"Beyond those frolicking soldiers, there is a certain cavalier attitude toward Arabs and Muslims that has created a sense that Arabs are guilty until proven otherwise," reflected Hisham Melham, a Washington correspondent for al-Arabiya television. So while America's ambitious postwar initiative to promote democracy in the "greater Middle East," -- which includes imaginative proposals, such as training 100,000 female teachers to instruct and empower girls by closing the gender gap -- will probably still make its debut at three international summits next month, it's unlikely to generate much traction anytime soon.
For now, America's ways have been discredited for many beyond America's borders. The reaction in some quarters is already ridicule. In the end, the most enduring impact of Iraq and the travesty at Abu Ghraib may be to set back the course of the Modern Era for years, even a generation or more.
With emotions so raw and expectations unquenched, I am now anxious about what will fill the vacuum. Disillusioned by what they see as the failure of the world's superpower to provide protections, Muslim societies in search of change may turn inward for sustenance and direction. There are few alternatives. Their own governments -- several of them America's allies -- have banned, imprisoned or exiled genuine opposition.
And that may not only widen the gap with the West, it could also spur an intense clash of civilizations, a prospect I had until very recently rejected. With the shared quest for empowerment, I thought it could be avoided.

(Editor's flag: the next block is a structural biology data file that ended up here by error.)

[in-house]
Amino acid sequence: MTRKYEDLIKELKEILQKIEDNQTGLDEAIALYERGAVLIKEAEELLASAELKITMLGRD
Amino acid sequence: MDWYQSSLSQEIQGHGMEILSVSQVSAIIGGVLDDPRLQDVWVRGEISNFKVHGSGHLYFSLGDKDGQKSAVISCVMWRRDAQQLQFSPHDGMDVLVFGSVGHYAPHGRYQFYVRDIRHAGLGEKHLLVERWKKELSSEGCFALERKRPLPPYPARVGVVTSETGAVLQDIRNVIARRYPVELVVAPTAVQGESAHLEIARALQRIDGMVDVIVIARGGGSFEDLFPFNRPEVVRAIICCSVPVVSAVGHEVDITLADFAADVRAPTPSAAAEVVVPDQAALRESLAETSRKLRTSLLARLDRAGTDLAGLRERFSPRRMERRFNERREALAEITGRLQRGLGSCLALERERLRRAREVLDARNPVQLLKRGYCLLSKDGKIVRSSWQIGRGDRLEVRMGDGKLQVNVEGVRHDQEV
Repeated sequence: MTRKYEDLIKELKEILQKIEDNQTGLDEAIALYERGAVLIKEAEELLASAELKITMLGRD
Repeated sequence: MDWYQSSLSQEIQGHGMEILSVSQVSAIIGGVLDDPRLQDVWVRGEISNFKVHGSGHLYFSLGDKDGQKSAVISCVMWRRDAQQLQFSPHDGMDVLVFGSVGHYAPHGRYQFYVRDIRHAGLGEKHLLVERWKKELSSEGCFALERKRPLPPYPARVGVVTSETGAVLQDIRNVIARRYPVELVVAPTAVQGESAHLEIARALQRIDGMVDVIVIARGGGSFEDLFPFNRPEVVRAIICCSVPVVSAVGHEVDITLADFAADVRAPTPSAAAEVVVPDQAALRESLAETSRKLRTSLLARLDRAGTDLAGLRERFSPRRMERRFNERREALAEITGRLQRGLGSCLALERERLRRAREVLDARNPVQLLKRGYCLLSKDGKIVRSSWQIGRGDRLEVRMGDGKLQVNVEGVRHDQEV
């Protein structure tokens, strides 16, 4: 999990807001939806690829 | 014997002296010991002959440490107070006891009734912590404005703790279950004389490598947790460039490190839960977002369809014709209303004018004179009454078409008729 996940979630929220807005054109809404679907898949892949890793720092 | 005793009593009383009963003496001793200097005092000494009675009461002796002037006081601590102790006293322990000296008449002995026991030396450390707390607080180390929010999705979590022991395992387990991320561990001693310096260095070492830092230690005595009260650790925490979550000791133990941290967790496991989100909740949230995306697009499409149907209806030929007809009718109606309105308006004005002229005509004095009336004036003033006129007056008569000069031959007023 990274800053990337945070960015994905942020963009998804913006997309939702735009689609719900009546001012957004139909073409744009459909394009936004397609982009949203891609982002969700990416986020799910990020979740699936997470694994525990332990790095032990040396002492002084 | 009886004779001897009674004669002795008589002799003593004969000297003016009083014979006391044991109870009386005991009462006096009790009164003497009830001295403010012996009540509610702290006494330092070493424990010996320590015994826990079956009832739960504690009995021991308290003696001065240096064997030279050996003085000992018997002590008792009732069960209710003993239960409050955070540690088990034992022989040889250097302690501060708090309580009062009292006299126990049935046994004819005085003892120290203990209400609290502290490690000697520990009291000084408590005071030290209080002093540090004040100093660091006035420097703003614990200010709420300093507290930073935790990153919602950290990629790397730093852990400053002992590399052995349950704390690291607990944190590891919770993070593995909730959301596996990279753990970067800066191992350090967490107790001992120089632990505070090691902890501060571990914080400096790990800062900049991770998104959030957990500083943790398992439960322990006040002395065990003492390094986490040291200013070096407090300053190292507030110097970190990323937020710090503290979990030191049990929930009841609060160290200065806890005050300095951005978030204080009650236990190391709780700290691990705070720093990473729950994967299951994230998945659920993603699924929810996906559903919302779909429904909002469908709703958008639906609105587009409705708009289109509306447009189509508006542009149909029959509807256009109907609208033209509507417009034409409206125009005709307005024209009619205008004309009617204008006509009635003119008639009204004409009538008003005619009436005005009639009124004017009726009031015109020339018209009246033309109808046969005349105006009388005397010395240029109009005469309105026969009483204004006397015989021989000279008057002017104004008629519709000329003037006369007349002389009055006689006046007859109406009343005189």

But what I fear most is that frustration over Iraq and disgust with Abu Ghraib will give common cause and a rallying cry to far-flung Muslim societies. Until now, al Qaeda -- with its global reach -- has been the exception. Most Islamic groups have had local causes and operated at home or very nearby. And they've always been a distinct minority.
The worst-case scenario is that the Cold War of the 20th century is followed in the early 21st century by a very warm one, with no front lines, unpredictable offensives and a type of weaponry from which we're not yet sure how to protect ourselves. This time the majority could become involved, either by empathizing, sympathizing or actively participating in a cause they see as righting a wrong against them.
The unintended consequence of the Iraq experience could well produce a third generation of militants -- a cadre that didn't fight against the Soviets in Afghanistan in the 1980s or train in bin Laden's camps in the 1990s -- who will launch a conflict whose tactics, targets and goals will be even more amorphous. Their conflict will be more than an intensified or expanded war on terrorism. And, I fear, we'll be groping for a long time to figure out how to counter it -- and how to get back to finishing that final chapter of the Modern Era.
Robin Wright covers U.S. foreign policy for The Post. She has reported on the Middle East for the past 30 years.
© 2004 The Washington Post Company